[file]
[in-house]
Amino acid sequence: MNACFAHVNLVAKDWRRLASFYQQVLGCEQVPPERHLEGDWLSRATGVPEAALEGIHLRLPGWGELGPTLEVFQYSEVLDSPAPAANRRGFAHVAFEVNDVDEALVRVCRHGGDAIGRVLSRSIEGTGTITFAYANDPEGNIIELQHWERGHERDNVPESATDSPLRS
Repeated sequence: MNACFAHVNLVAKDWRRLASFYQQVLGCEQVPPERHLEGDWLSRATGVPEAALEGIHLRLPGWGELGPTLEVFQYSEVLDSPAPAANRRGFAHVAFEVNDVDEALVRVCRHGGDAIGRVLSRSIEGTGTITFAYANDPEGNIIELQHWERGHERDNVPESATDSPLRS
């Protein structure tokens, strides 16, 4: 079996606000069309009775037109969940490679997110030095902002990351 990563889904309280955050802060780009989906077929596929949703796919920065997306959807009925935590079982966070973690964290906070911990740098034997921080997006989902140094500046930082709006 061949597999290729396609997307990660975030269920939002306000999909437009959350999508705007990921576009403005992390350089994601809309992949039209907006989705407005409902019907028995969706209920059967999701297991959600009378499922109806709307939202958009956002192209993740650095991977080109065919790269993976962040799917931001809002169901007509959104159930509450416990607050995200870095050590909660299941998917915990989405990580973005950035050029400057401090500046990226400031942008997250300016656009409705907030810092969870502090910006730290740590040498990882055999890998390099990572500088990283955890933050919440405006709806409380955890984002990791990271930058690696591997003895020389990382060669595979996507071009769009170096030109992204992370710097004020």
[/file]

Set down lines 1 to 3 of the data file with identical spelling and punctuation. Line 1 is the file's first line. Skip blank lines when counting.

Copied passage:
[in-house]
Amino acid sequence: MNACFAHVNLVAKDWRRLASFYQQVLGCEQVPPERHLEGDWLSRATGVPEAALEGIHLRLPGWGELGPTLEVFQYSEVLDSPAPAANRRGFAHVAFEVNDVDEALVRVCRHGGDAIGRVLSRSIEGTGTITFAYANDPEGNIIELQHWERGHERDNVPESATDSPLRS
Repeated sequence: MNACFAHVNLVAKDWRRLASFYQQVLGCEQVPPERHLEGDWLSRATGVPEAALEGIHLRLPGWGELGPTLEVFQYSEVLDSPAPAANRRGFAHVAFEVNDVDEALVRVCRHGGDAIGRVLSRSIEGTGTITFAYANDPEGNIIELQHWERGHERDNVPESATDSPLRS